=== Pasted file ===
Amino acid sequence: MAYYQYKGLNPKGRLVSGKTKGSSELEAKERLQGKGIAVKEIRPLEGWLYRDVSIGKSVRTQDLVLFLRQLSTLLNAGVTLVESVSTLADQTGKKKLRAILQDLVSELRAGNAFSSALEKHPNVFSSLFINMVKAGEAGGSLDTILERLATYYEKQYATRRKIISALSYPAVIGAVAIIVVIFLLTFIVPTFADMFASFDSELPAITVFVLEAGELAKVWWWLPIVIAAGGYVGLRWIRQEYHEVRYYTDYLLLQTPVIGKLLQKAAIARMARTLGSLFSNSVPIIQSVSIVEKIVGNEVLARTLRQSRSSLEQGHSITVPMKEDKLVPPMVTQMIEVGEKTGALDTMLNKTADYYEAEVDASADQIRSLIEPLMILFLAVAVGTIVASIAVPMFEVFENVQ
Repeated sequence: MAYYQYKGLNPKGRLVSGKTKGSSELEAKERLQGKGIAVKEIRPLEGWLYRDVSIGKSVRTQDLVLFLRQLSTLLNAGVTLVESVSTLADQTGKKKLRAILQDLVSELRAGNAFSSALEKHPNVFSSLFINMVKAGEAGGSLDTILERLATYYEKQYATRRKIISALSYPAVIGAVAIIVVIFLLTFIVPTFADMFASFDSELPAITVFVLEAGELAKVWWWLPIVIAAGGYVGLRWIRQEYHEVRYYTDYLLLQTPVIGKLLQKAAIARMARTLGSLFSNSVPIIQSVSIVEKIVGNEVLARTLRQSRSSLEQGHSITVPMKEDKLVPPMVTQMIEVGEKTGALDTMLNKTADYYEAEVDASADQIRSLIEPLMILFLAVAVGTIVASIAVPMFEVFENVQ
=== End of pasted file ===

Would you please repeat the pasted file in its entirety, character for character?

Amino acid sequence: MAYYQYKGLNPKGRLVSGKTKGSSELEAKERLQGKGIAVKEIRPLEGWLYRDVSIGKSVRTQDLVLFLRQLSTLLNAGVTLVESVSTLADQTGKKKLRAILQDLVSELRAGNAFSSALEKHPNVFSSLFINMVKAGEAGGSLDTILERLATYYEKQYATRRKIISALSYPAVIGAVAIIVVIFLLTFIVPTFADMFASFDSELPAITVFVLEAGELAKVWWWLPIVIAAGGYVGLRWIRQEYHEVRYYTDYLLLQTPVIGKLLQKAAIARMARTLGSLFSNSVPIIQSVSIVEKIVGNEVLARTLRQSRSSLEQGHSITVPMKEDKLVPPMVTQMIEVGEKTGALDTMLNKTADYYEAEVDASADQIRSLIEPLMILFLAVAVGTIVASIAVPMFEVFENVQ
Repeated sequence: MAYYQYKGLNPKGRLVSGKTKGSSELEAKERLQGKGIAVKEIRPLEGWLYRDVSIGKSVRTQDLVLFLRQLSTLLNAGVTLVESVSTLADQTGKKKLRAILQDLVSELRAGNAFSSALEKHPNVFSSLFINMVKAGEAGGSLDTILERLATYYEKQYATRRKIISALSYPAVIGAVAIIVVIFLLTFIVPTFADMFASFDSELPAITVFVLEAGELAKVWWWLPIVIAAGGYVGLRWIRQEYHEVRYYTDYLLLQTPVIGKLLQKAAIARMARTLGSLFSNSVPIIQSVSIVEKIVGNEVLARTLRQSRSSLEQGHSITVPMKEDKLVPPMVTQMIEVGEKTGALDTMLNKTADYYEAEVDASADQIRSLIEPLMILFLAVAVGTIVASIAVPMFEVFENVQ